A male, negro child of 3 years and four months weighing 13.5 kg was admitted to hospital. The infant had been premature; born at 32 weeks with congenital club foot, bilateral inguinal and umbilical hernias as well as significant bulging of the left hemithorax. At 10 months of age, adoption of the squatting position was observed as was a cardiac murmur and so the baby was referred to a cardiologist when congenital heart disease requiring surgical treatment was diagnosed. At admittance he was in a good general state, ruddy, hydrated, dyspneic at slight effort and cyanotic +/6. The thorax was asymmetrical with bulging to the left, ictus cordis was palpable at the 4th intercostal space with a regular heart rhythm with two normal clicks and with a systolic ejective murmur +/6 at the high middle left sternal border. Pulmonary auscultation was normal. The liver was positioned at the right costal margin and there was bilateral scarring due to the repair of the hernias. The blood pressures and pulses of his four limbs were normal with a peripheral saturation of 89%. There was scarring on the feet.
The electrocardiogram showed sinus rhythm and a heart beat of 125 bpm. Additionally the ÂP was 0, the ÂQRS was + 60º, the PR interval was 0.16 seconds, QTc interval 0.52 seconds and QRS interval 0.08 seconds. There were no direct signs of atrial or ventricular overload.
The radiogram showed visceral situs solitus. The rib cage was deformed with 11 costal arches on the right and 8 on the left with no fusion of the 1st and 3rd left costal arches. The curvature of the thoracic axis was to the right and the lumbar axis to the left. The cardiothoracic index was 0.64 with prominence of the right chambers. There were signs of the aortic arch positioned to the right with a small dislocation of the trachea to the left. There was also a slight reduction in the pulmonary vascular network best seen at the edges. The middle arch was bulged. The mediastinum was widened and adapted to the left. Hilar opacity was seen to the right above the silhouette of the heart (Figure 1).
Situs solitus was evidenced with levocardia; the right ventricle was hypertrophic and dilated with significant infundibular stenosis and a gradient between the right ventricle and pulmonary trunk of 77 mmHg. There was a perimembranous interventricular shunt of the right ventricular inflow tract, dextroposition of the aorta with 50% of straddling. The pulmonary valve and pulmonary trunk and arteries had satisfactory diameters. The aortic arch was positioned on the right and the left superior vena cava was persistent draining to the coronary sinus.
The echocardiogram diagnosed tetralogy of Fallot clarifying anatomical aspects and showing the need for surgical intervention, but did not demonstrate the juxtaposition of the atrial appendages to the right which is suggested by the radiological image. This is a rare and extremely complicated diagnosis for physicians without experienced of congenital heart diseases.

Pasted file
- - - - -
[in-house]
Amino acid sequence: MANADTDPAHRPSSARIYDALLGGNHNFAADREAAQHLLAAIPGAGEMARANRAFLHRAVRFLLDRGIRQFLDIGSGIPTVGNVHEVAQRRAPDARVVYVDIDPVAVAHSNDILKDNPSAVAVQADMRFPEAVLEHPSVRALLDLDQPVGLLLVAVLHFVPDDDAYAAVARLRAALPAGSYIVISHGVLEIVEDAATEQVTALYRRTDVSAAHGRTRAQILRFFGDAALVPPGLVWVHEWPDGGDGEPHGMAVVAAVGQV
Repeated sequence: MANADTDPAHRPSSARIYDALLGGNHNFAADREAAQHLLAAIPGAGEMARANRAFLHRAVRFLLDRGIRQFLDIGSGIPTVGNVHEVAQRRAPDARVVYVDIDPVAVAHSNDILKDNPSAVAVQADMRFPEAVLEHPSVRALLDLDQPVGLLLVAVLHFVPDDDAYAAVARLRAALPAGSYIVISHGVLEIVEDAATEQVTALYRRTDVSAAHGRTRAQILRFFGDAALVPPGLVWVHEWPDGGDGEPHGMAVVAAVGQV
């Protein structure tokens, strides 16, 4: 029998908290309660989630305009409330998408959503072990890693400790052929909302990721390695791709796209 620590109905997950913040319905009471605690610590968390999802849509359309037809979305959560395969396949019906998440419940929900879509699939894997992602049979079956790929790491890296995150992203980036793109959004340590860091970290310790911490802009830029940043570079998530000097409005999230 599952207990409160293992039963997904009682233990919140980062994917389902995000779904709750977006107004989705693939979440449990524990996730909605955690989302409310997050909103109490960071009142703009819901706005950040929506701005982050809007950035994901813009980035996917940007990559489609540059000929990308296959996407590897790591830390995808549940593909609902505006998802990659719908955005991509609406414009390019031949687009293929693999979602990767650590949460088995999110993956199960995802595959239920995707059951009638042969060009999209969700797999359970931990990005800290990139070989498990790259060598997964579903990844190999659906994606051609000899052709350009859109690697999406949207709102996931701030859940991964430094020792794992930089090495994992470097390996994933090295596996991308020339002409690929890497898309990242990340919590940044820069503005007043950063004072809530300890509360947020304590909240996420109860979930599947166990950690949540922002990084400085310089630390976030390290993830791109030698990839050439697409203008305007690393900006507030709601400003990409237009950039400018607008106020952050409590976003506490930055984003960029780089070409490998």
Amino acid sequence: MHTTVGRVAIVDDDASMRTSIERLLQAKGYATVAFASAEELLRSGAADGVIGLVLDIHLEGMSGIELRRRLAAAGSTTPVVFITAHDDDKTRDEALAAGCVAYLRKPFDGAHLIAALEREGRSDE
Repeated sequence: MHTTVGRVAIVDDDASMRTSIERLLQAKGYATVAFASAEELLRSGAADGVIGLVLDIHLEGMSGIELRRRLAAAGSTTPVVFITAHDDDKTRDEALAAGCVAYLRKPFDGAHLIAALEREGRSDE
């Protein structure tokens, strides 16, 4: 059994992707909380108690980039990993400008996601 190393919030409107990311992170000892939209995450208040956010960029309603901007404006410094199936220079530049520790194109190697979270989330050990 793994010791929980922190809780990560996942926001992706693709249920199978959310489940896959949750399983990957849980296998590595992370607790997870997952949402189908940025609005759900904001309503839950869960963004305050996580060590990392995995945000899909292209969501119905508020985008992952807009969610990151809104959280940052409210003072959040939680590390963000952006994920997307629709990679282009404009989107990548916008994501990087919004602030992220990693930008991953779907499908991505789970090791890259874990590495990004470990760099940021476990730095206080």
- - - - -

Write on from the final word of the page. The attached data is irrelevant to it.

Median transsternal thoracotomy was performed and a cardiopulmonary bypass was established with one arterial and three venous (two superior and one inferior vena cava) cannulae. Hypothermia at 28 ºC and intermittent hypothermic anterograde sanguineous cardioplegia at 4 ºC were used. After opening the pericardium, the presence of a left atrial appendage juxtaposed to the right atrial appendage and the right atrium was noted (Figure 2) giving juxtaposition of the atrial appendages to the right. The pulmonary arterial trunk was opened showing the pulmonary valve with normal characteristics and stenosis of the right ventricle outflow tract which was resectioned. The interventricular shunt was corrected by the normal method through the right atrium with single sutures and a bovine pericardial patch. The perfusion and myocardial ischemia times were 134 and 111 minutes, respectively. In the immediate postoperative period, the patient presented with a slight effusion on the right and Functional Class I (NYHA) heart failure and was hence treated with 3 mg/kg/day furosemid. The infant was released on the 6th postoperative day. A follow-up echocardiogram after one week demonstrated good ventricular functioning; there were no pericardial or pleural effusions or residual injuries. It was clear that the presence of juxtaposition of the appendages to the right is difficult to diagnose prior to surgery, however it did not create technical difficulties as its correction through the right atrium and the pulmonary trunk are routinely performed with Tetralogy of Fallot .
Fig. 1 - Chest radiogram: A - Hilar opacity above the right heart silhouette suggestive of left atrial appendage juxtaposed to the right. B - Widening with adjustment of the mediastinum to the left probably due to the persistent left superior vena cava
Fig. 2 - Left atrial appendage (arrow) juxtaposed to the right above the right atrial appendage
1. Giannopoulos NM, Chatzis AK, Karros P, Zavaropoulos P, Papagiannis J, Rammos S et al. Early results after transatrial/transpulmonary repair of tetralogy of Fallot. Eur J Cardiothorac Surg. 2002;22(4):582-6.